2) Research on different types of flying objects and the principles of flight. Use computer/internet/library resources etc. to research and present the outcome in written format with diagrams. Give a list of some shapes and related examples which help in flying or moving forward (reduces drag).

3) How do birds and insects fly? What are the adaptations or characteristics which enable them to fly? What is the principle that works? Is it the same as man-made flight objects? Research and present your explanation/investigation with diagrams. Assessment:

Assessment will be done using rubrics and checklist. The students will do self assessment as well. The student will be aware of how he/she is being assessed so that he/she can have the opportunity to improve on his/her not so strong points. Assessment will be done on:

a) Knowledge and understanding of the context

b) Communication

c) Thinking

d) Application


Topic Outline

Task: Students work in groups. Each group gathers information on an early civilization. Students present a collage formed of pictures gathered from the internet, magazines and newspapers. While collecting information they also work on writing a booklet with specific information on their chosen civilization. They explore their text books, libraries, and websites to collect information. At the end, each group presents their project work to an audience (class) and the research work is completed by comparing the distinguished features of different civilization by the whole class after all the presentations by groups are done. Students also compare modern world with the early civilization in a refection activity.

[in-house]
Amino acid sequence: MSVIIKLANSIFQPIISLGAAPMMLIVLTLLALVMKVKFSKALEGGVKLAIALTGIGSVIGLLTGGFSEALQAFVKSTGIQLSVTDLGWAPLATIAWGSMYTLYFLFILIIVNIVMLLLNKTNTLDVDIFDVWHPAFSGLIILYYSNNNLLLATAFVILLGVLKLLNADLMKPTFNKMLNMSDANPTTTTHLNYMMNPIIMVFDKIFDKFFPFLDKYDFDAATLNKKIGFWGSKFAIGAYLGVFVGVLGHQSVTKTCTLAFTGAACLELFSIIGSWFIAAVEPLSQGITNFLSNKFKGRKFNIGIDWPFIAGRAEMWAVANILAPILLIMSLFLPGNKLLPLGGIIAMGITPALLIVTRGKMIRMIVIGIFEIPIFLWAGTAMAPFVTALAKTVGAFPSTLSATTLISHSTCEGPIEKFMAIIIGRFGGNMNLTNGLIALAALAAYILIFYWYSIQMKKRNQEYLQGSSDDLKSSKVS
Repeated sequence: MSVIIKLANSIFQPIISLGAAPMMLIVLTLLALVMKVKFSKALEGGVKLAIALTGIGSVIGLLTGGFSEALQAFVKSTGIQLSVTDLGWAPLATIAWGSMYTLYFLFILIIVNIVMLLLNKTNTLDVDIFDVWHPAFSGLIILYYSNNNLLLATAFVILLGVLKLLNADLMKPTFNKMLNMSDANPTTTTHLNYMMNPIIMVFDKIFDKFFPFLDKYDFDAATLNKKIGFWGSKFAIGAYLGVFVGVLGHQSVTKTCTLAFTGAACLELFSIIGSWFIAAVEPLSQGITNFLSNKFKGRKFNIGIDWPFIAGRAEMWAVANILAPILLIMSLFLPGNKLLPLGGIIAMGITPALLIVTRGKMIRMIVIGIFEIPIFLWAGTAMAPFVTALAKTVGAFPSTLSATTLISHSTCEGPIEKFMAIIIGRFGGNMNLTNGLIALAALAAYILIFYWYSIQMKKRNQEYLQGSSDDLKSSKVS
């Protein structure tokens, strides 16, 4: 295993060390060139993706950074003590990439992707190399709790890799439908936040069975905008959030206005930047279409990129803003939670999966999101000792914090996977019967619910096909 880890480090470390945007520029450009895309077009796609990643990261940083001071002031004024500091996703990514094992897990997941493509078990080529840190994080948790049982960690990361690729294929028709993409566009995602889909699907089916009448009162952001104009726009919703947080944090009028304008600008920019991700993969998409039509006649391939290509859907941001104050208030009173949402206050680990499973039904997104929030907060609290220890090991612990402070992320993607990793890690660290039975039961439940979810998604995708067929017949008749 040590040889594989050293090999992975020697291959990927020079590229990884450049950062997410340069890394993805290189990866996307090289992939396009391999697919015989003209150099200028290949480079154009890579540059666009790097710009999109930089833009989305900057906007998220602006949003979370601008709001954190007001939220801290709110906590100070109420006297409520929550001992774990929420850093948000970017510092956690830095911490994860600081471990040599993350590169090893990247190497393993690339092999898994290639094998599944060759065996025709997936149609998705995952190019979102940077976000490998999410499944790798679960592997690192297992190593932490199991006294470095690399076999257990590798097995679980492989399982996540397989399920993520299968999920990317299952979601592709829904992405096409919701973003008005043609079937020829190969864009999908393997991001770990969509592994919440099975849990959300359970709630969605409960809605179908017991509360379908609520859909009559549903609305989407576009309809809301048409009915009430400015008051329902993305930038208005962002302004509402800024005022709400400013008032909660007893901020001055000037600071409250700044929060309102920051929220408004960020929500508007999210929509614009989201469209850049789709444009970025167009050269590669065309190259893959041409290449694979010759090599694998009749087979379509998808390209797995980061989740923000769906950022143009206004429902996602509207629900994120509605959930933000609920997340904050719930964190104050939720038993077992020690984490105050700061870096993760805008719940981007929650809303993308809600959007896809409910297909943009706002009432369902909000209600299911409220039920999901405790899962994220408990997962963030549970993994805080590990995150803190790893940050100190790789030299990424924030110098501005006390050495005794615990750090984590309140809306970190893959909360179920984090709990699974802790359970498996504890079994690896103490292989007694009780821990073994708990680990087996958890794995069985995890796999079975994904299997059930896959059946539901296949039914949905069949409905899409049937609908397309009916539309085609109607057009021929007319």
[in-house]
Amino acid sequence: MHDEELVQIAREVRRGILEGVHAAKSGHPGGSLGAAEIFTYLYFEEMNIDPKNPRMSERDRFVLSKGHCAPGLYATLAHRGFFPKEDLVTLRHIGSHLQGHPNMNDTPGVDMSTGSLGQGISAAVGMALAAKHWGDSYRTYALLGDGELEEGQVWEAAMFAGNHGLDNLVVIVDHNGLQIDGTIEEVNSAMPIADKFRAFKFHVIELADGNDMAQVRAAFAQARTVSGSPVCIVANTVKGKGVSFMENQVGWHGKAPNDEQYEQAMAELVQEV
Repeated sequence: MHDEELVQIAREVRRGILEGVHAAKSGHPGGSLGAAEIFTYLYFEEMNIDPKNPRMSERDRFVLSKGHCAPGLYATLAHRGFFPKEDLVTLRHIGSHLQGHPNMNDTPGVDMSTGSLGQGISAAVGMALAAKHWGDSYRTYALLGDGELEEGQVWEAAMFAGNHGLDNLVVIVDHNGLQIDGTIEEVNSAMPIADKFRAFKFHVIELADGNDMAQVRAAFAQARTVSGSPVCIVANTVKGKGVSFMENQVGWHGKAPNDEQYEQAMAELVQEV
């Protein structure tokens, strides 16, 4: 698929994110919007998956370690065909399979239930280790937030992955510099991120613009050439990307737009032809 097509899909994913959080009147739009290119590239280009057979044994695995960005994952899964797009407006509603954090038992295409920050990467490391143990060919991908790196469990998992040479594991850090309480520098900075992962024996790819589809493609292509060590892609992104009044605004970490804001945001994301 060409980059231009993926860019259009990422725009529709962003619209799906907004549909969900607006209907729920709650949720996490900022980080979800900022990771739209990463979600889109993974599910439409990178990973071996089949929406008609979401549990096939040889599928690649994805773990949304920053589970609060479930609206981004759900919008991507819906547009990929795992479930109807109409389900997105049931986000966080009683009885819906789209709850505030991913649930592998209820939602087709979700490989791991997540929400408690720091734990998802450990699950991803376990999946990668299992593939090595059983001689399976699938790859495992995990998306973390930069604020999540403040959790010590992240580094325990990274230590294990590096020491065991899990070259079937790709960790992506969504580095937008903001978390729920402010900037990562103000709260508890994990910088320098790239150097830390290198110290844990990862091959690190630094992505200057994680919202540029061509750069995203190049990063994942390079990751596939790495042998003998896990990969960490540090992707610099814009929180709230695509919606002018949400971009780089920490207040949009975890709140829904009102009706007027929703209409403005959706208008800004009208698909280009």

Curriculum Area

Big Idea














1. Identify major early civilization

2. Explain the cultural, social needs.

3. Identify and compare how two or more civilizations were governed.

4. Compare the distinguishing features of two or more early civilizations

Describe the geographical location, climate, physical features of the area

Students demonstrate their writing skills. They organize the information and present it in a paragraph or point format.

Read and demonstrate an understanding of variety of informational texts.

Communicating with an audience demonstrating their speaking skills (students speak while presenting the project in turns)

Students present the collage in an artistic and creative manner using appropriate Art techniques.

Students do web search and present the information using software application programs. They use their technological (computer) knowledge and skills to complete the project.


Consideration for Planning

Teaching approach: An age appropriate activity (making a collage, gathering information and presenting it in a written booklet form, presenting the information to the class, comparing different civilizations) is provided to the student to develop their research skills.

Cross curricular learning:

Students use the information gathered to use in more than one subjects, in the same activity.

Study of current events:

At the end the students discuss how the government and various aspects of the society are comparable to today’s world. They may give suitable specific examples (reasons for war, religious belief etc.)


Students who need personal attention are motivated. Instructional, environmental or assessment accommodations are made where necessary. The ESL students also participate in the collage making and research. They may present information in a simpler form with the help of ESL teacher and peers.


Reflection: Students discuss as a whole about the difference between today’s world and early civilization. After some brainstorming, they write their views/comparison independently.

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Manoshi Chatterjee